The coup in Sudan puts into doubt the process that would have seen France cancel some $5 billion debt it was owed by the African country, France’s foreign ministry said on Friday, the latest power to pressure military leaders who seized power.
France, Sudan’s second-largest creditor, has been a main actor in backing the interim authorities after former President Omar al-Bashir was ousted in 2019, but the civilian transition was derailed in October when the military took control.
Speaking to reporters in a daily briefing on Friday, Foreign ministry spokeswoman Anne-Claire Legendre said Paris had been an “unwavering” partner for Sudan and that the general debt cancellation program as part of the Heavily Indebted Poor Countries (HIPC) initiative was agreed at a conference in Paris in May.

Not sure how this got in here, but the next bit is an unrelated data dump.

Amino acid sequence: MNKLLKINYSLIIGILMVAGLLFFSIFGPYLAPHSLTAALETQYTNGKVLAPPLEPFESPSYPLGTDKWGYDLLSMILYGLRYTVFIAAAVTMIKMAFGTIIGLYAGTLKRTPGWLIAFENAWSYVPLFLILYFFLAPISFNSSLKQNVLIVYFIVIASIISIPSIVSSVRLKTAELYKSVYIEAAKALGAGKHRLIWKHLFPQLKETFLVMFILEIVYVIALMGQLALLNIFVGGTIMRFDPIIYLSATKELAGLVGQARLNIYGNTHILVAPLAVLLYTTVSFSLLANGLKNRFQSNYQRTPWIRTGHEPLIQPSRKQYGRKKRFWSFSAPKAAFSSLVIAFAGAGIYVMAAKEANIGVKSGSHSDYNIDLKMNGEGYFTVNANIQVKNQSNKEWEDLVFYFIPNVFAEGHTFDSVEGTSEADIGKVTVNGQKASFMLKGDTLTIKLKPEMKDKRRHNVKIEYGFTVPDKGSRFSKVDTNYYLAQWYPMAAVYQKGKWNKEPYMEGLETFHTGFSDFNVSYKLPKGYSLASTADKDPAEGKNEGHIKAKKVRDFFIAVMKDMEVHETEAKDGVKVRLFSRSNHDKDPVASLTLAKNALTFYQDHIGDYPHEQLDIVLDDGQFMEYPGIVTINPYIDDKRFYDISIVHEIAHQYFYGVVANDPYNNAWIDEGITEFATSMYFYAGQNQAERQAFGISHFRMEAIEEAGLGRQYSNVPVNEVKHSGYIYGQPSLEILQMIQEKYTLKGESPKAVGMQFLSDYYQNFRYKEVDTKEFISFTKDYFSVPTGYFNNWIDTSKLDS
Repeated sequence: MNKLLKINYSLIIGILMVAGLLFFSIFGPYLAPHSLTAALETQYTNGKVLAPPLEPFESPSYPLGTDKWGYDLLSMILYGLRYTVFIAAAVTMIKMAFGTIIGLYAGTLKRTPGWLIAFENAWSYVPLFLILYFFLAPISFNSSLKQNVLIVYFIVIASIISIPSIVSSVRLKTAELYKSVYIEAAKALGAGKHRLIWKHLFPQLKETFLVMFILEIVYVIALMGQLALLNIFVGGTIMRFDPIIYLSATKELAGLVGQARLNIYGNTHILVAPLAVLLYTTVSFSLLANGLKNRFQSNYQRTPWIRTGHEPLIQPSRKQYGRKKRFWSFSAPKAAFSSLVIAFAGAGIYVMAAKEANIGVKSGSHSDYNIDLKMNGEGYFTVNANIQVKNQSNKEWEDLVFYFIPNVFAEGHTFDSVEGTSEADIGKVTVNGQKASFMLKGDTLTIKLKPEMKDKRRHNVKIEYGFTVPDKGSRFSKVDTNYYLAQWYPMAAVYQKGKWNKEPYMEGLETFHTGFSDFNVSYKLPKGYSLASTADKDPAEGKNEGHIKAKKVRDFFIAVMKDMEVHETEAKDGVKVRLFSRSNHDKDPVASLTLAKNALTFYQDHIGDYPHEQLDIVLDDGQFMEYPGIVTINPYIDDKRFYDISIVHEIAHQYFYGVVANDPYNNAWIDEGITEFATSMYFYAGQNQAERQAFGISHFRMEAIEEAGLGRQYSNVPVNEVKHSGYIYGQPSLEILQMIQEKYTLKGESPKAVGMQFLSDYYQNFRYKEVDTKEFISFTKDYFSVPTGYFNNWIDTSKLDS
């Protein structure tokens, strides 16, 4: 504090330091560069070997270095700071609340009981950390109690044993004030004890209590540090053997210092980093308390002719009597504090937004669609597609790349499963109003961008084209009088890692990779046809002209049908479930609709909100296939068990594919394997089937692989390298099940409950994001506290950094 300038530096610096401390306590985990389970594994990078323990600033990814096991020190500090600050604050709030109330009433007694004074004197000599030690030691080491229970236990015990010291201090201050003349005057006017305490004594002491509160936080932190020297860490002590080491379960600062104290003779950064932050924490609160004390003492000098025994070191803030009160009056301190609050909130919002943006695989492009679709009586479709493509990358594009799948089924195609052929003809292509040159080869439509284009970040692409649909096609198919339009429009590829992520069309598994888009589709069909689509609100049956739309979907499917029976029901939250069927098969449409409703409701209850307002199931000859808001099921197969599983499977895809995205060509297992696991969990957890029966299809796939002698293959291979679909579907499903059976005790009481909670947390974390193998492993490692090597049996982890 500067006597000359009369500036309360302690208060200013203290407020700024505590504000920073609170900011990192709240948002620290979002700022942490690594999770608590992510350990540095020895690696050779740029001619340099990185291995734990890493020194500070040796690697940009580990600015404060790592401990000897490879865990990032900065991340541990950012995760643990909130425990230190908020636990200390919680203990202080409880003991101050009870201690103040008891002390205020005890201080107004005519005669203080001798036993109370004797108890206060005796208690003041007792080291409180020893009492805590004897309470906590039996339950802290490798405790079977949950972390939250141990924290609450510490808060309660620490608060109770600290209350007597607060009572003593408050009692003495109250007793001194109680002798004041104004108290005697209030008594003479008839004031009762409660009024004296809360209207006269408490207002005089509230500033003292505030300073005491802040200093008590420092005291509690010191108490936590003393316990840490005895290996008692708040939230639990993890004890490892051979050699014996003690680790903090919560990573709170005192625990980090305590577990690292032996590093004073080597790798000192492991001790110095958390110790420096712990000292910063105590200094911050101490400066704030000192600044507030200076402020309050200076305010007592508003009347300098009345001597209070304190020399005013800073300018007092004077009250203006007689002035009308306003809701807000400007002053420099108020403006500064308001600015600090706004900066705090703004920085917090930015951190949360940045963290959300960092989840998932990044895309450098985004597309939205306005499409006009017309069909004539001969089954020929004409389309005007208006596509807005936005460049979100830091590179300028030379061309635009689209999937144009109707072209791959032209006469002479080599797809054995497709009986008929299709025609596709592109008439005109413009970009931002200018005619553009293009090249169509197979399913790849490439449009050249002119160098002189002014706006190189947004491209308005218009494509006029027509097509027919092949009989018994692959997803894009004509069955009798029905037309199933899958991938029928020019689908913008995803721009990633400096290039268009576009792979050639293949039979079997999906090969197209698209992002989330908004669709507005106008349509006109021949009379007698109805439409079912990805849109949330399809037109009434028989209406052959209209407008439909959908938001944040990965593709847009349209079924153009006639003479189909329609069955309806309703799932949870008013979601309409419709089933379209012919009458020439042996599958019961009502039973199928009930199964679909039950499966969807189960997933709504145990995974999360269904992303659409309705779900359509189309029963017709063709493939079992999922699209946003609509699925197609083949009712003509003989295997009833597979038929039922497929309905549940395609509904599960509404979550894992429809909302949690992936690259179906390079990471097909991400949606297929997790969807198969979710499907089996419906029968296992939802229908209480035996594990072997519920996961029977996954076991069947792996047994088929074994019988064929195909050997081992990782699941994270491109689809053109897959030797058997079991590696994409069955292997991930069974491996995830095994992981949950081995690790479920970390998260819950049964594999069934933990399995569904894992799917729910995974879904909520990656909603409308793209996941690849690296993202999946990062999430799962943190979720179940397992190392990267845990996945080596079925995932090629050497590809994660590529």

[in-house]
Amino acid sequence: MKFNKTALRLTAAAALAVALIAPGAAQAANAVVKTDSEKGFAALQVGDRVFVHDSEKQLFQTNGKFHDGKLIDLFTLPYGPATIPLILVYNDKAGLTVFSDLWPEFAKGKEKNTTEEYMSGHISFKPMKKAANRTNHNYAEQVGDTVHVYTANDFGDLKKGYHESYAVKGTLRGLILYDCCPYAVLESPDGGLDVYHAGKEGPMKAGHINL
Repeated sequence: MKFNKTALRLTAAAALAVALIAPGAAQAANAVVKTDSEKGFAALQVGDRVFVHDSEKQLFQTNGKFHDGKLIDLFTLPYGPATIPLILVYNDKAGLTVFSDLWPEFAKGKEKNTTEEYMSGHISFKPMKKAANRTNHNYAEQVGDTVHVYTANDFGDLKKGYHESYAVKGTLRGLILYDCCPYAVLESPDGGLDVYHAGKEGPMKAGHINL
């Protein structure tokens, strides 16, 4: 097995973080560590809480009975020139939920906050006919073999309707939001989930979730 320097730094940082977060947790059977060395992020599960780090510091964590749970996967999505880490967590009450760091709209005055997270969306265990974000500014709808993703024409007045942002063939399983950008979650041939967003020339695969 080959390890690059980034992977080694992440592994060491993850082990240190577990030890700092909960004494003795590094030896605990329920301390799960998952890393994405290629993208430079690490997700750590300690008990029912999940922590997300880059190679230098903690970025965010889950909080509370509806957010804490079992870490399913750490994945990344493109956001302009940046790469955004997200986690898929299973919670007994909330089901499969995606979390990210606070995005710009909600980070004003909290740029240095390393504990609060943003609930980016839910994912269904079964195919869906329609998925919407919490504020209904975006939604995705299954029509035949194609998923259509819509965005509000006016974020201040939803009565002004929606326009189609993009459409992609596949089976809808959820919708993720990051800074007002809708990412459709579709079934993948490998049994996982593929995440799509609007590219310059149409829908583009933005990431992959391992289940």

“A Paris Club agreement was reached on July 15, each creditor now having to sign a bilateral agreement with Sudan,” Legendre told reporters, responding to a question on whether Paris was reviewing its debt cancellation promise.
“It is clear that the military coup of October 25 calls into question this process.”
Sudan owes nearly $60 billion, 40% of which — or $23.5 billion — is held by the Paris Club.
Under the July agreement, the Paris Club decided to cancel $14.1 billion of that debt and reschedule the rest.
At that conference President Emmanuel Macron had vowed to cancel about $5 billion France is owed by Khartoum, provided a loan to clear Sudan’s arrears to the International Monetary Fund and organized a side event promoting investment into the country.
In a sign the junta is tightening its control, the military dissolved the boards of all state companies and national agricultural projects, state TV said on Friday.